Mudfish move back
September 26 2014. A rare native fish gets a new habitat as a highway project continues in the Waikato.
Native black mudfish were released into a newly built habitat, after spending time in storage tanks during construction of the Waikato Expressway.
The fish were discovered by ecologists during environmental investigations carried out before construction of the Rangiriri section of the expressway.
Students from Rangiriri School, local tangata whenua and invited guests attended the release of the fish.
Black mudfish are described by the Department of Conservation as “at risk, declining”. They have suffered significant habitat loss, with much of the Waikato wetlands drained by humans.
The species is remarkable for being able to survive out of water, sometimes for several months. They keep moist by burrowing into mud or leaf litter, and slow their metabolism until they return to water.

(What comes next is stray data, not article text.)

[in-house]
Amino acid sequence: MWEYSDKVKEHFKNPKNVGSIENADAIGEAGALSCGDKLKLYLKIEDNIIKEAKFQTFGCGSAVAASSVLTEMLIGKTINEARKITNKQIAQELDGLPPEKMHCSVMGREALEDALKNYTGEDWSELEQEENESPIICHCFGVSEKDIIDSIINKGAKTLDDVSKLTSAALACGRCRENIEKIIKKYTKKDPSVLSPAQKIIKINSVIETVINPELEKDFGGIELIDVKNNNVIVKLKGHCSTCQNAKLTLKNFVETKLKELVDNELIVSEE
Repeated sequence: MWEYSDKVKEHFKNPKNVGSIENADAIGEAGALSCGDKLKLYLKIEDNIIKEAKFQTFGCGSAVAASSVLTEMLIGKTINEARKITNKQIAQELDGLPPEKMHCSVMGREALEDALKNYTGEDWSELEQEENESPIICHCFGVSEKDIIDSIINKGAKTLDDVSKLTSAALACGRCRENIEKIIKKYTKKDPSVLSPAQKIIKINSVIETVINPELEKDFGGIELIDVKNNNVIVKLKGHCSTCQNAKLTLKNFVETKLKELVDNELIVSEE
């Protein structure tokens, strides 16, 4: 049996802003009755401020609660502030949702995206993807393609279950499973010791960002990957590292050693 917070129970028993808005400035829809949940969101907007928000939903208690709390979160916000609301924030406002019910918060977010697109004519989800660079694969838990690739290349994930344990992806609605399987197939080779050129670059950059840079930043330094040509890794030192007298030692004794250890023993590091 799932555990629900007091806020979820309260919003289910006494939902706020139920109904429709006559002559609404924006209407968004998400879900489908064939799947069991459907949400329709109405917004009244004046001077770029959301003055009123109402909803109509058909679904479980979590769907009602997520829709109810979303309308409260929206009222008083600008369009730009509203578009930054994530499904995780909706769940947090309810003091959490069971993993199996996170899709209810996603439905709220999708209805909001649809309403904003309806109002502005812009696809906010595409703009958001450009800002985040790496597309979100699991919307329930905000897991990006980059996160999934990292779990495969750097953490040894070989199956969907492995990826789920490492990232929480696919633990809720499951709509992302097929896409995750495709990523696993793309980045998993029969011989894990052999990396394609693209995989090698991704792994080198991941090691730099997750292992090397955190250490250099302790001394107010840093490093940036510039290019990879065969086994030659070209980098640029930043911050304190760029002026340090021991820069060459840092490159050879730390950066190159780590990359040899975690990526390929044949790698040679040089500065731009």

Construction of the expressway required removal of part of the mudfish habitat, but a new larger habitat was built in its place. The fish will be monitored by ecologists for three years.
The NZ Transport Agency’s Waikato highway manager, Kaye Clark, said the new habitat is double the size of the area they were found in.
“These black mudfish are a vital part of the wetland food chain and ecosystem and they are at risk of extinction due to habitat loss, which is why it was vital we got their new home just right,” she said.
“The new habitat includes native plants and a winding stream channel, surrounded by shallower wetland areas.”
Waikato-Tainui chief executive Parekawhia McLean, said the protection and restoration of native fisheries was important to Waikato-Tainui.
“Having our local marae and school children involved in today's release, will ensure the ongoing support for our native fisheries into the future.”
The Department of Conservation has more information, ideas on how to help, and a PDF factsheet: